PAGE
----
Friday, 16 March 2012

Blackpool Chess congress

During the weekend of the 9th, 10th and 11th of March I attended the 36th Blackpool chess conference.  This event has been the highlight of my chess year for many years now.
The venue was the magnificent Barcelo Imperial hotel on the North shore of Blackpool.  The event was extremely well run and the venue perfect.  See

There were six sections from the open down to the standard.  Over 400 chess players took part, which makes this event one of the largest in the country.

Before going I promised myself I would try and share my feelings on my own games, with a couple of diagrams here and there.  I was playing in the Median which is the third strongest section.

My first game stared with me playing Black using the Caro-Kann in an unusual White set-up.  After the opening White had left himself with a weak pawn on c3 and a weak square on c4.  His knight is out of the game.  I felt I had a decent plus here and was enjoying the game ready to try and build pressure by doubling rooks on the c-file.
White chose this moment to launch a king-side attack with the rook lift Re3-h3.  White enjoyed some pressure on h7, but with the knight on f6 Black easily withstood the attack and was able to bring his out-of-play knight back into the action.
  White resigned.  The White rook is struggling for a move, note the nice knight fork on f3!  He still has the weak pawn and off side knight, with his attack dead and an exchange down the fight does look over.

The morning game started as a modern Benoni.  This is an opening I'm not that up on.  White ends up with a triangle of pawns on c4, d5 and e4, but Black quickly challenges White's pawns and an exchange is made on d5.  I chose exd5, which is not the strongest move, but is solid.  Both players developed quietly after the initial activity.
White has just played Bf1 ready to chase the bishop with h3.  I had thought I could play h3 earlier, but didn't like the sac Bxh3!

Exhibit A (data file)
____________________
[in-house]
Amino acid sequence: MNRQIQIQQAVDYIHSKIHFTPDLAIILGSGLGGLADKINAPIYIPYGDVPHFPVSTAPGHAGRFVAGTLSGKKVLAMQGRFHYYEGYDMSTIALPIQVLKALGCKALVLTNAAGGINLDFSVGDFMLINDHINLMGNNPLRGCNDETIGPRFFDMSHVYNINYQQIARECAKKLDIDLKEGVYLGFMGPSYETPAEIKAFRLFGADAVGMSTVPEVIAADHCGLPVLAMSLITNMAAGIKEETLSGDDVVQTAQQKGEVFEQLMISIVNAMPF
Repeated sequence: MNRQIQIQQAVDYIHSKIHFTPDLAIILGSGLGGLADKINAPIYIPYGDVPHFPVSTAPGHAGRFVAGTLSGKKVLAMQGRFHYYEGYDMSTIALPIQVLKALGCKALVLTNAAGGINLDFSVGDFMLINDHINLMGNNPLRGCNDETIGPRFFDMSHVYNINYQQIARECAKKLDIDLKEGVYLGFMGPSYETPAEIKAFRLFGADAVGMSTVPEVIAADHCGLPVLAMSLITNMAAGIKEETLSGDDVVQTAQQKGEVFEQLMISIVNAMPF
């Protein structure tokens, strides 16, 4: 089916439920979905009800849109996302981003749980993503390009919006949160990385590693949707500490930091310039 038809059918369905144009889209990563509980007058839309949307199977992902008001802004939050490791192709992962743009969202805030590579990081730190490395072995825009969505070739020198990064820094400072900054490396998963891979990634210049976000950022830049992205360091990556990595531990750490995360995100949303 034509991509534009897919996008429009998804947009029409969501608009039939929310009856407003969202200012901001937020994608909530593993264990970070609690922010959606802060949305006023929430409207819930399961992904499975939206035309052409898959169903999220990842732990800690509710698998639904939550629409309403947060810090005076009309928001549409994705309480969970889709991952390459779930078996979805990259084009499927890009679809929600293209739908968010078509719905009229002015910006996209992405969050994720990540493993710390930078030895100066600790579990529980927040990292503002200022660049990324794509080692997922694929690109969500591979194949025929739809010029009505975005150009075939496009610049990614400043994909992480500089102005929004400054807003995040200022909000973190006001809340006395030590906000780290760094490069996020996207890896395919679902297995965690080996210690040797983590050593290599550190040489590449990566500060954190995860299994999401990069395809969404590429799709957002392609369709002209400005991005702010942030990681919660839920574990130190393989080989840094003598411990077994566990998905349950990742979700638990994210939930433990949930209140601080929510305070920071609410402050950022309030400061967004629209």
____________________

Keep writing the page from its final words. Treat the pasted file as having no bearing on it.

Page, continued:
White does chase the bishop and manages to exchange for the knight.  White tries to control the e-file, which Black challenges.  The rooks are exchanges leaving White with a queen on the open file.
At this point I thought I was better because White controls the open file, enjoys the bishop pair and has a target on d6.
Play continues with Black forcing off the queens and then makes a knight sac on d5.  White manages to hold, as he realises that Nc3, Nxa2, Nc3, a2,a1Q is a strong plan.  White had to counter sac a bishop to stop the pawn.  The following position was reached.
    At this point I was looking to hold the draw!  But Black doesn't play well and manages to go into a knight + pawn v bishop ending with 2 minutes left.  After about 90 moves  a draw was agreed.

The afternoon game started with White playing a Colle with an early f4.  This isn't a Colle at all and Cox calls it the Stone wall attack. I played Cox's Colle set-up regardless and arrived at this position.
After exchanging on d4, the White position looks a little split down the middle.
Black moves his knight and plays f5 and enjoys an easy game.  White forces the queens off and after a bit of jockeying for position this position is reached.
Perhaps neither side is better, but I was happy with my knight on d5.  Black has to find a plan and activate his pieces.  I tried to open the a-file and gain control there hoping to invade with my king .  Unfortunately this back fired slightly and White was able to double his rooks along the 7th rank via the a-file.
White offered a draw her, which I was very happy to accept.

I was a little disappointed Saturday evening, as I thought I had decent positions in my games and should probably have been at least a half point better off.

The morning game started off as a Tarrasch defence, with me as White.  The game quickly reached a thematic isolated queen's pawn position.
White has the pawn blockaded.  The general idea is to exchange minor pieces and win the isolated pawn.  As highlighted this plan starts quickly with Nf5.  After a flurry of exchanges White has an active rook and does manage to bag Black's weak pawn.
 And the rest, as they say is a matter of technique.
I did convert the point here, but I didn't find it easy.  There was a lot of shuffling and false starts.  In fact my indecisive play was Black's downfall, he just got fed up trying to hold and seemed to make little mistakes every 5 moves or so, until I won another pawn, when his king was pushed over.

The afternoon game started with White playing d4 with an early Bf4.  Black exchanges a dangerous bishop and fights for space and the centre.
Play continues with White playing for a king-side attack, while Black counters on the queen-side.  White's attack picks up pace and Black has to defend.

Black has just moved his knight to the unusual g8 square, but this forces White to depart with another attacker.  White manages to organise a second wave, but I'm not feeling as uncomfortable during this second attack, as I felt it was going to come to nothing and White had invested so much time.
The pawn on a3 acts a s a 'peg' to hang a rook on b2.  Black's plan is simple.  Double or triple on the b-file whatever it takes and then land a rook on b2, after exchanges axb2 should promote.
White just couldn't hold from here.  After a few more moves an exchanges White resigned.

3 Wins
2 draws
0 defeats

A good congress.

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